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A CurtainUp Review
By Jon Magaril
Like the previous two in this projected quartet about the Apple family, Sorry opened the day it takes place. On November 6, after listening to sisters Jane, Marian, and Barbara ruminate with their brother Richard about the hate-filled presidential campaigns, the audience filed out to watch the good news for Obama on screens in the Public Theater's lobby.
The first in the cycle, That Hopey, Changey Thing occurred the night of 2010's mid-term election . The Apples' beloved uncle Benjamin (Jon de Vries) had just suffered an amnesia-inducing heart attack. Next was Sweet and Sad, on the tenth anniversary of 9/11. Marian (Laila Robbins) had just lost her teen-aged daughter to suicide.
In each, Nelson rewrote during previews to reflect the evolving situation and then, after the opening night , froze the script. The last changes to Sorry greatly inform its overall mood. Barbara (J. Smith-Cameron) warns, "They say there's another storm coming."
This is high-concept theater composed of low-concept conversations and production values. Two tables and rugs make up Susan Hilferty's satisfying set design. Nelson's writing abjures plot twists and grand revelation for the low-key ebb and flow of life as we tend to experience it, even in the midst of change.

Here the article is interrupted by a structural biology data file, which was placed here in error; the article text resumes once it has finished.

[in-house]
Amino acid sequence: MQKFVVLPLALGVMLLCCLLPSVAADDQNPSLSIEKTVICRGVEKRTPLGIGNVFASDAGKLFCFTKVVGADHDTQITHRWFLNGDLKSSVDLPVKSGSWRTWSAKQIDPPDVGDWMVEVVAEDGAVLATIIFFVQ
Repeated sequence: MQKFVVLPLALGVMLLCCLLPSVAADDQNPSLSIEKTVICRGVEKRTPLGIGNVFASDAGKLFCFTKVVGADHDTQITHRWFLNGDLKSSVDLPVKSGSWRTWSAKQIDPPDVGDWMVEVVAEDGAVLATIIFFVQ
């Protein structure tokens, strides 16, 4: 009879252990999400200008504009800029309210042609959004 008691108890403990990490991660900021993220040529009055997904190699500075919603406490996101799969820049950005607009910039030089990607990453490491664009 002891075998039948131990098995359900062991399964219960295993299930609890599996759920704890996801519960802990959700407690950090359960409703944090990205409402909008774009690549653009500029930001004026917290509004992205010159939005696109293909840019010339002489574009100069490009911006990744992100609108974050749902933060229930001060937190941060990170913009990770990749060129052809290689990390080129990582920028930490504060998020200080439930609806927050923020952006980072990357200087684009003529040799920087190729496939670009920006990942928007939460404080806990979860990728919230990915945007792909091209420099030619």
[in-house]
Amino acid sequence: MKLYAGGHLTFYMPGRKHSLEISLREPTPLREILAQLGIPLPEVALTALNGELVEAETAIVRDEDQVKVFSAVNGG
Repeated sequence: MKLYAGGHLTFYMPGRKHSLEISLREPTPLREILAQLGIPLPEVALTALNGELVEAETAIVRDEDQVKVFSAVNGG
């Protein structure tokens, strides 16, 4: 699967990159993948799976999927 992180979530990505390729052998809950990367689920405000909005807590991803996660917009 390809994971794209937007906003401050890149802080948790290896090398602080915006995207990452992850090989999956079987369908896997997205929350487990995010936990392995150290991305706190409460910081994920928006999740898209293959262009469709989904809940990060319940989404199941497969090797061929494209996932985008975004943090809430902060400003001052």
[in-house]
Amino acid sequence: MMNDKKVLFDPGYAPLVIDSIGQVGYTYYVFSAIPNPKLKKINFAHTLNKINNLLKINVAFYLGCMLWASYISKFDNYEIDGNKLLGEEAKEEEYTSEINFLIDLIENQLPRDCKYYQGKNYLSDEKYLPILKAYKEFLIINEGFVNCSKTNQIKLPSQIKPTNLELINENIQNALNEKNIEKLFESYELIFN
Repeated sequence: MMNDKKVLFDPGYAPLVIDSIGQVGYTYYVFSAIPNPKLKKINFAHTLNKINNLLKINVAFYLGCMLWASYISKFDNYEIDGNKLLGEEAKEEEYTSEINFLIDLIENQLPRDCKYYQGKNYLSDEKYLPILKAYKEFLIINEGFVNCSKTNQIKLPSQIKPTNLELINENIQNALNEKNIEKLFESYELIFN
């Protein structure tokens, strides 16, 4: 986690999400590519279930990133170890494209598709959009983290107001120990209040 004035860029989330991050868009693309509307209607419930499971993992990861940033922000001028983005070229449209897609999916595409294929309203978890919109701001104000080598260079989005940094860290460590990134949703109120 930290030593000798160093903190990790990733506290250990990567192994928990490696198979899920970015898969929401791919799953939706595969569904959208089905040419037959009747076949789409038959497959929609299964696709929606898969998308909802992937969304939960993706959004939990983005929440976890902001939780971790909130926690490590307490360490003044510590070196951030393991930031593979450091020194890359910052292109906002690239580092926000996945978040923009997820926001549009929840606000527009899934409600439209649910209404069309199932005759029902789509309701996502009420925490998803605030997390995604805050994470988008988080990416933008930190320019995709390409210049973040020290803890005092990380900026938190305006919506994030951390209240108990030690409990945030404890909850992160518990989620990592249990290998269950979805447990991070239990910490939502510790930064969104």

Attention is paid to both the personal and social, without pushing one to serve as a metaphor for the other. Here, Barbara has decided to place Benjamin, who has long shared the Rhinebeck homestead with her, in a long-term care facility. She can no longer handle his worsening dementia and a correlative lack of sexual inhibition. As she prepares an unwitting Benjamin for the move, she seesaws back and forth on whether she can go through with it.
This is naturalistic ensemble acting that I imagine could stand with the legendary heights of the Stanislavsky era Moscow Art Theatre. If I forget Maryann Plunkett's searing performance as Barbara, I will be a lesser man for it. ¨She and DeVries never grandstand, though the situation offers plentiful opportunities for it. They simply play the push-and-pull moments of a man, whose awareness sharpens and dulls, and his niece, who adores and fears him. Jay O. Sanders' Richard makes the more overtly political discussions sit evocatively within the web of sadness enshrouding the day's events by refusing to stand on a soapbox.
Sorry unapologetically embraces the present moment in its set-the-table, clear-the-table daily trivialities and a lump-in-the-throat, clear-the-throat no-nonsense emotionality.
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